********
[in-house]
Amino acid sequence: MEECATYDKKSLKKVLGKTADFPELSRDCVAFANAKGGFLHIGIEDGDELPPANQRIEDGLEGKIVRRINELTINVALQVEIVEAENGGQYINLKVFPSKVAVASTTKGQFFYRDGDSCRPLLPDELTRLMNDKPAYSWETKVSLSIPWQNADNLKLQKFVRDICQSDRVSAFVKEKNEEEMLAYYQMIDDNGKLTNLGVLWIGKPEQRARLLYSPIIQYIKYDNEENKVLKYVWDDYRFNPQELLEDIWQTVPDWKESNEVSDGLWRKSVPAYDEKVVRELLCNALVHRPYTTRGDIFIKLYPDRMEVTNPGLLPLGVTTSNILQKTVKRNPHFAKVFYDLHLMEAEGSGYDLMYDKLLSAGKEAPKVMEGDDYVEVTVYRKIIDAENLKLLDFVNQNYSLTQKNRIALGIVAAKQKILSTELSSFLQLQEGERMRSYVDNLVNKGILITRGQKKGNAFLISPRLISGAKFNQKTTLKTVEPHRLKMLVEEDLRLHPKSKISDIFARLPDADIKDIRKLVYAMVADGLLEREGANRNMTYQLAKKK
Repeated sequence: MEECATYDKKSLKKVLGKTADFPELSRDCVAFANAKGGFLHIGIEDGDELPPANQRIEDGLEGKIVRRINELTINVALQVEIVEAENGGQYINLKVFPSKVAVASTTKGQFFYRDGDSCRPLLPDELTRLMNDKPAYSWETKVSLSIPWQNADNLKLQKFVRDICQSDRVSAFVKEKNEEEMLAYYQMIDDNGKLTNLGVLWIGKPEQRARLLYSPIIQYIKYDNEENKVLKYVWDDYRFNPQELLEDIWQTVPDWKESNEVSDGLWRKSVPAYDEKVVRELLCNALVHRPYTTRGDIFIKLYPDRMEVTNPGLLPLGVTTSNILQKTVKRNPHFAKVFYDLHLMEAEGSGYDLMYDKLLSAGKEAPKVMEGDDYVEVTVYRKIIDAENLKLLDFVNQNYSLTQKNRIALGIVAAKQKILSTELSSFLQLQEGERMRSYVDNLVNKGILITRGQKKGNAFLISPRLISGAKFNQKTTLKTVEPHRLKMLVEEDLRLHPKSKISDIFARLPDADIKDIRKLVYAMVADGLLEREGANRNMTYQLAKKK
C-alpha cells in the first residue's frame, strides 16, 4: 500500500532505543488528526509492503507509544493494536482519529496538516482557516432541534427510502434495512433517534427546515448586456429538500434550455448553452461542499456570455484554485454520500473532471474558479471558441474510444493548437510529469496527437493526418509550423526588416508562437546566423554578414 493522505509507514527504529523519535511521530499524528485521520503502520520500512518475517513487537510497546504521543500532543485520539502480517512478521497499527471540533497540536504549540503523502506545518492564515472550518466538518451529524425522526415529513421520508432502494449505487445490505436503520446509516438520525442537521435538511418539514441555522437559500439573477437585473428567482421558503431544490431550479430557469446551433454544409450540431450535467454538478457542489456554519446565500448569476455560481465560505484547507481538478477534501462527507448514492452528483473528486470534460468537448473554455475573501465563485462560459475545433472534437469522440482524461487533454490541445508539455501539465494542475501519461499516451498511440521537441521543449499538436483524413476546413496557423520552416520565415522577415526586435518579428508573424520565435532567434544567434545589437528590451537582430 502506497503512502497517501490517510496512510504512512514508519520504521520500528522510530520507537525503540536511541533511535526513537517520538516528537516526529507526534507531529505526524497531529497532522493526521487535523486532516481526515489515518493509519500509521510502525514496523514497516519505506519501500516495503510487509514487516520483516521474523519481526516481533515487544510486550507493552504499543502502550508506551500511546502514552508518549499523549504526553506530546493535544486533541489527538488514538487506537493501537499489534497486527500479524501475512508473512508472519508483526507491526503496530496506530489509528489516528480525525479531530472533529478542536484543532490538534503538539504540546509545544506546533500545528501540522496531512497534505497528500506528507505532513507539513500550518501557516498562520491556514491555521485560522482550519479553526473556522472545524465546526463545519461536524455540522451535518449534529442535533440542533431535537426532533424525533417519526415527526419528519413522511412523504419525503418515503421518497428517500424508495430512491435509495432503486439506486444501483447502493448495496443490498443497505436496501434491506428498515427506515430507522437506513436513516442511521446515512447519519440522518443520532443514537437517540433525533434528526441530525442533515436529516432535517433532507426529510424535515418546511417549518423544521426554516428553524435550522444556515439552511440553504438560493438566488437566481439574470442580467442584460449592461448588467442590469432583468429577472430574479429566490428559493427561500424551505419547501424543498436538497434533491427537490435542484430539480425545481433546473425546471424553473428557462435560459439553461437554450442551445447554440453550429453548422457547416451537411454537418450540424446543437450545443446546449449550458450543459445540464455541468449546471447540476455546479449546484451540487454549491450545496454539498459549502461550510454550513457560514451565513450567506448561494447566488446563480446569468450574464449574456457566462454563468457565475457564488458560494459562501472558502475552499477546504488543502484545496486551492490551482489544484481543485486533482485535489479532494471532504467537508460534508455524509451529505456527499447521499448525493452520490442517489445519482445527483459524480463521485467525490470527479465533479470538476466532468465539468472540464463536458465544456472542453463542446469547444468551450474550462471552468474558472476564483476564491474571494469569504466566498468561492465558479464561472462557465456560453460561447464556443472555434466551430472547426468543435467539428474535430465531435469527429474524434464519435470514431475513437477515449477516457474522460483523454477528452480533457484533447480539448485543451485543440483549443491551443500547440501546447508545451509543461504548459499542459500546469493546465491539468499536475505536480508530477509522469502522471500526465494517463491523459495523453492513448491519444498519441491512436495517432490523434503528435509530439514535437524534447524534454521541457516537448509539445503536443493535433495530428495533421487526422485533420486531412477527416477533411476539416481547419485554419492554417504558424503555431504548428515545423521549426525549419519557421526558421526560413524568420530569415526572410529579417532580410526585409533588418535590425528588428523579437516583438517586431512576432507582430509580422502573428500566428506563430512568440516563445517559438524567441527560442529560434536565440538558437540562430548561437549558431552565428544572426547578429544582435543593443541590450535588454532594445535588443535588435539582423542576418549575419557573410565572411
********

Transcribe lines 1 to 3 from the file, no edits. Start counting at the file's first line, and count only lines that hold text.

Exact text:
[in-house]
Amino acid sequence: MEECATYDKKSLKKVLGKTADFPELSRDCVAFANAKGGFLHIGIEDGDELPPANQRIEDGLEGKIVRRINELTINVALQVEIVEAENGGQYINLKVFPSKVAVASTTKGQFFYRDGDSCRPLLPDELTRLMNDKPAYSWETKVSLSIPWQNADNLKLQKFVRDICQSDRVSAFVKEKNEEEMLAYYQMIDDNGKLTNLGVLWIGKPEQRARLLYSPIIQYIKYDNEENKVLKYVWDDYRFNPQELLEDIWQTVPDWKESNEVSDGLWRKSVPAYDEKVVRELLCNALVHRPYTTRGDIFIKLYPDRMEVTNPGLLPLGVTTSNILQKTVKRNPHFAKVFYDLHLMEAEGSGYDLMYDKLLSAGKEAPKVMEGDDYVEVTVYRKIIDAENLKLLDFVNQNYSLTQKNRIALGIVAAKQKILSTELSSFLQLQEGERMRSYVDNLVNKGILITRGQKKGNAFLISPRLISGAKFNQKTTLKTVEPHRLKMLVEEDLRLHPKSKISDIFARLPDADIKDIRKLVYAMVADGLLEREGANRNMTYQLAKKK
Repeated sequence: MEECATYDKKSLKKVLGKTADFPELSRDCVAFANAKGGFLHIGIEDGDELPPANQRIEDGLEGKIVRRINELTINVALQVEIVEAENGGQYINLKVFPSKVAVASTTKGQFFYRDGDSCRPLLPDELTRLMNDKPAYSWETKVSLSIPWQNADNLKLQKFVRDICQSDRVSAFVKEKNEEEMLAYYQMIDDNGKLTNLGVLWIGKPEQRARLLYSPIIQYIKYDNEENKVLKYVWDDYRFNPQELLEDIWQTVPDWKESNEVSDGLWRKSVPAYDEKVVRELLCNALVHRPYTTRGDIFIKLYPDRMEVTNPGLLPLGVTTSNILQKTVKRNPHFAKVFYDLHLMEAEGSGYDLMYDKLLSAGKEAPKVMEGDDYVEVTVYRKIIDAENLKLLDFVNQNYSLTQKNRIALGIVAAKQKILSTELSSFLQLQEGERMRSYVDNLVNKGILITRGQKKGNAFLISPRLISGAKFNQKTTLKTVEPHRLKMLVEEDLRLHPKSKISDIFARLPDADIKDIRKLVYAMVADGLLEREGANRNMTYQLAKKK